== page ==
Richard Harris was the fifth born to parents John and Josephine Harris. He attended the Jesuit-run Crescent College on O’Connell Street in the heart of Limerick City. Famous for his numerous film roles, Harris has been described as a loveable rogue, a party animal but most often a beloved Limerick man.
Harris’ early passion in life was rugby. He enjoyed playing for his school and proved to be a promising sportsman. A common disease at the time, tuberculosis affected the teenage Harris and ended his rugby career at a young age. Unable to play rugby again, Harris remained a loyal Munster Rugby fan all his life. It was during his recuperation period that he took to reading. At that point, the boy Harris found his second love in life; arts.
At first, Harris aspired to be a director. However, a life of directing was not meant to be for the talented young Harris, as he soon became engrossed by the limelight of acting. Harris’ impeccable talent soon became apparent after only a year at the London Academy of Music and Dramatic Art, he grasped his first stage debut in The Quare Fellow.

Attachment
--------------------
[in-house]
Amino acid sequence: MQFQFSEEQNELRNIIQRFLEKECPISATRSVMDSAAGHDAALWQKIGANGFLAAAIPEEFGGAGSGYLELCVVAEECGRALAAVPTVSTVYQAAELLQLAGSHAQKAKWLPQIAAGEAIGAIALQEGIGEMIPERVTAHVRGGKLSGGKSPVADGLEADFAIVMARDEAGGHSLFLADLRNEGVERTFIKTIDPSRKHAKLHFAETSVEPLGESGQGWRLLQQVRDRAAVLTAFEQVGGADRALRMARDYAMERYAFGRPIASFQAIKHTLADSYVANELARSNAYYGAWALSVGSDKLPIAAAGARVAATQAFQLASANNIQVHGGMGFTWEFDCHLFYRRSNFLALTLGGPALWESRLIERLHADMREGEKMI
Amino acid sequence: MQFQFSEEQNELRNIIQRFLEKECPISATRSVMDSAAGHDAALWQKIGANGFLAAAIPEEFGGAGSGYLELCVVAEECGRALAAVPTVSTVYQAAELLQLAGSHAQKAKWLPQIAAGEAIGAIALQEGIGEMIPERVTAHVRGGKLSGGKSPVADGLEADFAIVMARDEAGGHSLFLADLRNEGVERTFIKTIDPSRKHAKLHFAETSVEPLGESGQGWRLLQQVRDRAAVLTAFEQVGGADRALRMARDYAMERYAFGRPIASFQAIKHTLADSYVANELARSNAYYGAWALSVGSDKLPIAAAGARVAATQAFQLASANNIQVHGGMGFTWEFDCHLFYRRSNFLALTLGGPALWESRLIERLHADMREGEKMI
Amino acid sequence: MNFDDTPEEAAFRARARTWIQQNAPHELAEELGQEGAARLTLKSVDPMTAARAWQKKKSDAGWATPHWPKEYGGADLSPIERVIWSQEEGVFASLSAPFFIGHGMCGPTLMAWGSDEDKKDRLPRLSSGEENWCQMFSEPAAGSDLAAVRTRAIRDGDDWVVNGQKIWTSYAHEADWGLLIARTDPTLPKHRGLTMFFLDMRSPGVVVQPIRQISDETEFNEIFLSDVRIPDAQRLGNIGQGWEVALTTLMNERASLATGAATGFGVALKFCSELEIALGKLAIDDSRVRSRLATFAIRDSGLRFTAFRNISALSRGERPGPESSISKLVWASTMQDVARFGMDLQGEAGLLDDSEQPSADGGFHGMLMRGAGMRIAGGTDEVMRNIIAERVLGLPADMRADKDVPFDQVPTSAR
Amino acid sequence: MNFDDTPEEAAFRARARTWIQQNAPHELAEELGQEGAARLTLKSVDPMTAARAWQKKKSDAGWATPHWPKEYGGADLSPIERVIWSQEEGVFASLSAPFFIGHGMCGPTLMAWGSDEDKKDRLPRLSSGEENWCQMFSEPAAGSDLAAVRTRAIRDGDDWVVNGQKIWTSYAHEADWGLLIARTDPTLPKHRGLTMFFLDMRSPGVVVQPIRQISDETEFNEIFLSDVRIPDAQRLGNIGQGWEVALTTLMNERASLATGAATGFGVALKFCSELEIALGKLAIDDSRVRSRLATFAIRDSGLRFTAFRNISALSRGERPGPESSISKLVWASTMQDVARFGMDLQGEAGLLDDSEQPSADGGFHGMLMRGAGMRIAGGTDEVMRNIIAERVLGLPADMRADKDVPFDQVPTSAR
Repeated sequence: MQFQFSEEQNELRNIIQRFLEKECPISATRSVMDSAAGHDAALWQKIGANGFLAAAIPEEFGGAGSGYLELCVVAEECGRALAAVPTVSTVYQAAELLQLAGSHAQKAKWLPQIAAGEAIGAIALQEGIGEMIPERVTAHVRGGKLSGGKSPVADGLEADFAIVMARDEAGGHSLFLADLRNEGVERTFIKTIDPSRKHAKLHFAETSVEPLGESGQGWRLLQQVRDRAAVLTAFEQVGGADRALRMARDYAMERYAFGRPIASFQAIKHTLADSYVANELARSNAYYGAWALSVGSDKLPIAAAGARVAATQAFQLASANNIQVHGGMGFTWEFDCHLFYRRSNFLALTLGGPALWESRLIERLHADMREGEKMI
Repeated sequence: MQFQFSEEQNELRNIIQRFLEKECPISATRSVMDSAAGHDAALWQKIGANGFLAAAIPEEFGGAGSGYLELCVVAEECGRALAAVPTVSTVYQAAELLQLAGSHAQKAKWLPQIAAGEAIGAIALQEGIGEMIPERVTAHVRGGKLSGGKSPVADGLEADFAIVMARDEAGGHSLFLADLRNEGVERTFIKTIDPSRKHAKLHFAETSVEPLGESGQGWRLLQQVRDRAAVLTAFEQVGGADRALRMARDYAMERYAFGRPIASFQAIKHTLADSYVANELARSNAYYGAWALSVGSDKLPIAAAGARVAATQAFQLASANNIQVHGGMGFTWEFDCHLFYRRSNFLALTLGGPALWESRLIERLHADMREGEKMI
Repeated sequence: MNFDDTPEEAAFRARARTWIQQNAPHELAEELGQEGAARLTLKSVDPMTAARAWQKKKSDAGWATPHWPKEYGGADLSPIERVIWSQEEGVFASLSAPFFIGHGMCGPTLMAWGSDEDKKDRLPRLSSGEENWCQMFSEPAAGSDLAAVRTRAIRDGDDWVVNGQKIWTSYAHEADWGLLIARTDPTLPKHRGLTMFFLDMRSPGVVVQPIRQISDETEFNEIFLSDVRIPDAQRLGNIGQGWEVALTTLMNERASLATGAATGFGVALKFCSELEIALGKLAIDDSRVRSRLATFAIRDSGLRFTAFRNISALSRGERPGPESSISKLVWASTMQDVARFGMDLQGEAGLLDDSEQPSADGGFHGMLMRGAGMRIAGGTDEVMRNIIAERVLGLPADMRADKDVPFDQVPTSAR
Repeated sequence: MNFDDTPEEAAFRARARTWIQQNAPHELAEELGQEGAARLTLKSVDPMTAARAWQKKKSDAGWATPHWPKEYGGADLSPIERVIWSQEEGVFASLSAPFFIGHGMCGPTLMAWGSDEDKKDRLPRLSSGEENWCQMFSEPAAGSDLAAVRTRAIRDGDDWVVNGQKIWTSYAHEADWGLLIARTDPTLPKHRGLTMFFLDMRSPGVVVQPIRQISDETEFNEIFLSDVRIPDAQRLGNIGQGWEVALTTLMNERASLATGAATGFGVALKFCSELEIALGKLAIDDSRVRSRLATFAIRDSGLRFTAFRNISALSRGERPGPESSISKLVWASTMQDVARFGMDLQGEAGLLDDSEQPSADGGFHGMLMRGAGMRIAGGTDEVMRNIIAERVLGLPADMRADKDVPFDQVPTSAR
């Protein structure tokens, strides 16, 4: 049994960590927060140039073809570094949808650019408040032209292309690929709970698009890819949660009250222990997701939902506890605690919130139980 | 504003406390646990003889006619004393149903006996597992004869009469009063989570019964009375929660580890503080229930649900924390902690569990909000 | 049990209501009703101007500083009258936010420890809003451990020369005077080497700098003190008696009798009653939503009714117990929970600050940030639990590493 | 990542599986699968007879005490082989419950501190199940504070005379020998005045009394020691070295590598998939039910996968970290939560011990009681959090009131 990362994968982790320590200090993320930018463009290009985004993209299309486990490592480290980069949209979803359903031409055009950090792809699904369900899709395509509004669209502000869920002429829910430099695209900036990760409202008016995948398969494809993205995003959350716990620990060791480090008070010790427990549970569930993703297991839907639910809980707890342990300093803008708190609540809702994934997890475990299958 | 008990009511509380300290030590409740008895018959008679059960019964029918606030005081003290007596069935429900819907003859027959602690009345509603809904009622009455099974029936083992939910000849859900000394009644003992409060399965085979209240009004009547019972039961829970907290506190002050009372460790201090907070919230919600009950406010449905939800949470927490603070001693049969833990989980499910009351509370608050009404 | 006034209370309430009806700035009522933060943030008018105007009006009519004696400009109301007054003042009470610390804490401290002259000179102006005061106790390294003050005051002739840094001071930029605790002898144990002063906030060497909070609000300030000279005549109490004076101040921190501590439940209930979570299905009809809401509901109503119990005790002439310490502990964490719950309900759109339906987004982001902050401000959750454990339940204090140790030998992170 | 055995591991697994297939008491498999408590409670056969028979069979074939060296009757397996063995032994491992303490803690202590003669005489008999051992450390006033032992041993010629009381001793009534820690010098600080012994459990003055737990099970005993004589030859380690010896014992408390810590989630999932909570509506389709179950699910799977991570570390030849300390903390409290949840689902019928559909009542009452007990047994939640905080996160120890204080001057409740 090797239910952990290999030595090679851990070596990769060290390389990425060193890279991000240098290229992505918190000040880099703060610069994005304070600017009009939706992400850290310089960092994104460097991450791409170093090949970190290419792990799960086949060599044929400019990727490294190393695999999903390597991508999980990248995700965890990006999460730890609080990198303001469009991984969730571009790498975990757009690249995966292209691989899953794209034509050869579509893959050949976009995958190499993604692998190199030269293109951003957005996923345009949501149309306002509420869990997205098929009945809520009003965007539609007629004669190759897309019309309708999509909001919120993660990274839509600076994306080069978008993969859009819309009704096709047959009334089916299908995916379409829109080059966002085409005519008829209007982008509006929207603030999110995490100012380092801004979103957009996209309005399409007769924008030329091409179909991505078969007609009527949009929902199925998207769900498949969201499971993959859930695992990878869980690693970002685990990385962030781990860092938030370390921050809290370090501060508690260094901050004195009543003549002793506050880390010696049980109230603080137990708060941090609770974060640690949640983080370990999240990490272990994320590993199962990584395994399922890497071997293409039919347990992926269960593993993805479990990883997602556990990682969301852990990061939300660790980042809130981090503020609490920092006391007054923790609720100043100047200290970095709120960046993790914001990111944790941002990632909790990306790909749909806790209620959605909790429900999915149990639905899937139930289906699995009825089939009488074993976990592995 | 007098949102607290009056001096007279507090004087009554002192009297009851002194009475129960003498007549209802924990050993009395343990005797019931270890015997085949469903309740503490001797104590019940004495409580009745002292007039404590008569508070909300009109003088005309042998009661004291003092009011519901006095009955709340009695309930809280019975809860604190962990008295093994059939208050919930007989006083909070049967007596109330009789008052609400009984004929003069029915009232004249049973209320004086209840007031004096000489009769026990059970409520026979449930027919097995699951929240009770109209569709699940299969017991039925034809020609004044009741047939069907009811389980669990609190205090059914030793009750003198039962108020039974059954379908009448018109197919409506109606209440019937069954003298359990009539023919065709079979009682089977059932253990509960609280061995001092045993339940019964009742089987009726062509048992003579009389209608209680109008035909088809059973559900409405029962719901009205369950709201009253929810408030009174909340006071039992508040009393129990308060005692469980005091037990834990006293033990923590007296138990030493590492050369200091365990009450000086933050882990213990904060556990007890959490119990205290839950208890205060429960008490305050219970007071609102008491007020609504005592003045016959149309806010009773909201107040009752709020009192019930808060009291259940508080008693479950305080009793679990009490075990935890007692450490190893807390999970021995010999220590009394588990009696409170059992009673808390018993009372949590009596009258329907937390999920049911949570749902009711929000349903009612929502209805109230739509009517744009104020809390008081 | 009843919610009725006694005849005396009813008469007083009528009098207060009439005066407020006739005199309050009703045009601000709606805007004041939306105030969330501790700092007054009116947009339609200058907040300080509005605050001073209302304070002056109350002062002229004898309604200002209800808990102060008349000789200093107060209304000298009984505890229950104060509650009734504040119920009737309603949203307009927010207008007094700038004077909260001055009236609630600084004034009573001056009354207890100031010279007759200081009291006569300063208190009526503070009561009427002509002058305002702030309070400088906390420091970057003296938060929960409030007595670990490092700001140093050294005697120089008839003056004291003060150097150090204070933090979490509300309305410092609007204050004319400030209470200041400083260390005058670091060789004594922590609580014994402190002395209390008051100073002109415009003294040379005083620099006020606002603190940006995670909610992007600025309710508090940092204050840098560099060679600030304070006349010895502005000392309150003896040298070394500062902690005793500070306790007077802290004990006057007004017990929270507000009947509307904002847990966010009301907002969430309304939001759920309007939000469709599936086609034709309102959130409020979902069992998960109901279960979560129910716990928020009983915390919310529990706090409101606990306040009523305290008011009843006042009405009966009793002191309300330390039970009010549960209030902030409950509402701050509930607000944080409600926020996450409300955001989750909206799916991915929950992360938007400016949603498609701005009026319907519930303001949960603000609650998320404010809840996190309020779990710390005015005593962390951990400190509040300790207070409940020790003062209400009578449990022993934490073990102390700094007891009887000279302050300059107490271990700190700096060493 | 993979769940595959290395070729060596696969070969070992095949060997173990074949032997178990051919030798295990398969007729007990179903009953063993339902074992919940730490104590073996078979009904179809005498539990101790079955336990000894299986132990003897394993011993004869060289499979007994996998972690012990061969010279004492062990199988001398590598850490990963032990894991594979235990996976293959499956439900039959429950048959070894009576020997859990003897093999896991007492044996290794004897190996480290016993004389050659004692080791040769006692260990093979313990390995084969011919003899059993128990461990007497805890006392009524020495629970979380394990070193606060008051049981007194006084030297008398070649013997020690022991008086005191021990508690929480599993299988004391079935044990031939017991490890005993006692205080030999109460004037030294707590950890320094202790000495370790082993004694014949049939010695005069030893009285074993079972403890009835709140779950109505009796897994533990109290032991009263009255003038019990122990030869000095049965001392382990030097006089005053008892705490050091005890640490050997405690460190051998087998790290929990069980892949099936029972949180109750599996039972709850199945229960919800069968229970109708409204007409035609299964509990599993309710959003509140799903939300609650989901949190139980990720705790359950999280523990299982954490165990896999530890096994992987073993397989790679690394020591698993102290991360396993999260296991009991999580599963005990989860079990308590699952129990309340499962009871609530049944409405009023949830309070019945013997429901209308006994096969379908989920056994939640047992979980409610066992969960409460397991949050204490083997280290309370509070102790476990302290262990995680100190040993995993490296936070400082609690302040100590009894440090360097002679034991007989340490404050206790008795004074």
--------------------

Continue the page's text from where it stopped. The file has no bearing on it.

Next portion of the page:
The young actor’s profile spiralled upwards in the succeeding years as he made his way onto television screens worldwide.
His first role was a character without a name in the Alive and Kicking 1958,
A more famous role as King Arthur in the Broadway hit Camelot
The beloved Albus Dumbledore in the first two films of the Harry Potter series.
He appeared in the World War II action adventure The Guns of Navarone with Gregory Peck, David Niven and Anthony Quinn.
Harris perfected the character of Frank Machin in This Sporting Life 1963.
One of Harris’ Irish roles was the intimidating Bull McCabe in The Field 1990
Harris also earned raves for his portrayal of Roman leader Marcus Aurelius in 2000’s Gladiator starring Russell Crowe
During his lifetime Harris showed critics that he could hold his own against such Hollywood heavyweights as Marlon Brando. He netted an Academy Award nomination with his roles as the fighting farmer, Bull McCabe.